Water and Wastewater Treatment Chemicals Market Reshaped by U.S. Energy Crisis
Source: 
McIlvaine Company

The power industry accounted for nearly one third of the $20 billion spent worldwide last year for water and wastewater treatment chemicals. The energy crisis in the U.S. and specifically the future swing to coal from natural gas will substantially change both the power segment and the total world market. The world market will expand at a more rapid rate and the U.S. share will be greater than previously predicted says the McIlvaine Company in its on-line report Water and Wastewater Treatment Chemicals: World Market.

Over the last decade U.S. investment in new power generation has been mostly single cycle gas turbines that require no water treatment chemicals. The sharp rise in natural gas prices is causing plant builders to switch to combined cycle plants and coal-fired generators. Annual treatment expenditures for a gas turbine combined cycle plant are significant. Coal-fired plants need nearly four times the quantity of treatment chemicals as do combined cycle plants.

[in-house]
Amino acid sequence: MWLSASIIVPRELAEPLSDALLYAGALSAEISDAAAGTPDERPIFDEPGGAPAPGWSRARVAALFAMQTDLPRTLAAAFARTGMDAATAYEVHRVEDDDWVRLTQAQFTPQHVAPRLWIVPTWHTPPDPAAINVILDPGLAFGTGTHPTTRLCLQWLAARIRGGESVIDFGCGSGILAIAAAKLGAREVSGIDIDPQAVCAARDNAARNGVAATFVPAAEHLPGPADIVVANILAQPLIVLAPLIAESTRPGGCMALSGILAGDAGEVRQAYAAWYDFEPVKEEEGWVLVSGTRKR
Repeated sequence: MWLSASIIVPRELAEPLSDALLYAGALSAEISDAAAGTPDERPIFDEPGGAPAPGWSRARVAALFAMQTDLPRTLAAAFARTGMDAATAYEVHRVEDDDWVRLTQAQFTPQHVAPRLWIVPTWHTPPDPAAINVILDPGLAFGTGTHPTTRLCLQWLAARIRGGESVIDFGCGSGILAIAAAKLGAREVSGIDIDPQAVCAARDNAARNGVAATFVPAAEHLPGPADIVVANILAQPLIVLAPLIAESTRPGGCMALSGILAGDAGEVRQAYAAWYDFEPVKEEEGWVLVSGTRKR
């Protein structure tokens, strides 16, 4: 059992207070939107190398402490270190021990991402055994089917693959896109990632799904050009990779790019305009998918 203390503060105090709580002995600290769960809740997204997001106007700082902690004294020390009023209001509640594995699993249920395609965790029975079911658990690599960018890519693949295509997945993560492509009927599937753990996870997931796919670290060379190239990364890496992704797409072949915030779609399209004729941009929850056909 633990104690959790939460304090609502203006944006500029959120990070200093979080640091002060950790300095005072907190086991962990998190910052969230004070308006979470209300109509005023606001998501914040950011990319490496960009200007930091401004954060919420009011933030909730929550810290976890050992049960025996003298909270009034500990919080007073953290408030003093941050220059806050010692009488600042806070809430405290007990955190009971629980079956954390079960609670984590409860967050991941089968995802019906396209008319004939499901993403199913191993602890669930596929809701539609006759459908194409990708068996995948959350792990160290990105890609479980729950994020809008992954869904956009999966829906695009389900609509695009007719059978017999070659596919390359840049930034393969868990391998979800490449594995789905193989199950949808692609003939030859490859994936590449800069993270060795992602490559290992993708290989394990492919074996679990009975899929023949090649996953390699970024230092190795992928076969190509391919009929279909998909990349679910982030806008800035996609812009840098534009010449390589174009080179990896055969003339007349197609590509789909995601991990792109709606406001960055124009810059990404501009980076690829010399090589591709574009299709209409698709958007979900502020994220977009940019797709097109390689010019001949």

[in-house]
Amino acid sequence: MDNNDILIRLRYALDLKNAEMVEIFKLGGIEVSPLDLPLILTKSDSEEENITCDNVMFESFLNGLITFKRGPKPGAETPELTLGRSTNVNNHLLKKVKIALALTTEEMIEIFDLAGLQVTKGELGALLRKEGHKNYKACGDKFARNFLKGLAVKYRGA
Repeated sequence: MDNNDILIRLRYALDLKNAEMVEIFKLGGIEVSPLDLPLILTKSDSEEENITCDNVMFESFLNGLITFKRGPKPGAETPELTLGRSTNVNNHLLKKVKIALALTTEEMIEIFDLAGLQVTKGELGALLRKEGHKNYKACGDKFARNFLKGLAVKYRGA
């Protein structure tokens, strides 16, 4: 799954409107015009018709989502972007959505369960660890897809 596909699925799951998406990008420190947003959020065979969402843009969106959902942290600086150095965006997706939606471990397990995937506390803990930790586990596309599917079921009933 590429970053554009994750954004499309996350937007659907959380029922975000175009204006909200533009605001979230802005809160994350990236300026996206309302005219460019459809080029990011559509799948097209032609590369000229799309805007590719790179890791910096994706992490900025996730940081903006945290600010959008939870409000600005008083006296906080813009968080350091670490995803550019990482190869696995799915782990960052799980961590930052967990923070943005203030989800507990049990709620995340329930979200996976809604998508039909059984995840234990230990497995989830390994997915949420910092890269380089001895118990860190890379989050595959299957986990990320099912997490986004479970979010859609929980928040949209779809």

The power industry pays 50 percent more for treatment chemicals than do the municipal water treatment plants of the world. The power industry buys twice as many chemicals as do the municipal wastewater treatment plants. U.S. power plants account for one-third of treatment chemicals used in the power industry and 10 percent of treatment chemicals used in all industries. Therefore a substantial expansion of the U.S. power market affects the entire world treatment market. Over the last six months developers have scrambled to initiate active planning and engineering of 68 new coal-fired power plants. These plants will be primarily built in Western and Midwest states. Wyoming alone has more than seven coal-fired projects in planning or construction. In addition, owners of existing coal-fired plants are taking steps to increase output and extend life. This resurgence of the U.S. power industry will create additional sales in the 2005-10 period. Corrosion inhibitor sales will be increased by more than $200 million annually. Scale inhibitors will increase by more than $100 million annually. More modest impact will be made on organic and inorganic flocculants, ion exchange resins, activated carbon, defoamers, chelants, oxidizers, biocides and pH inhibitors.

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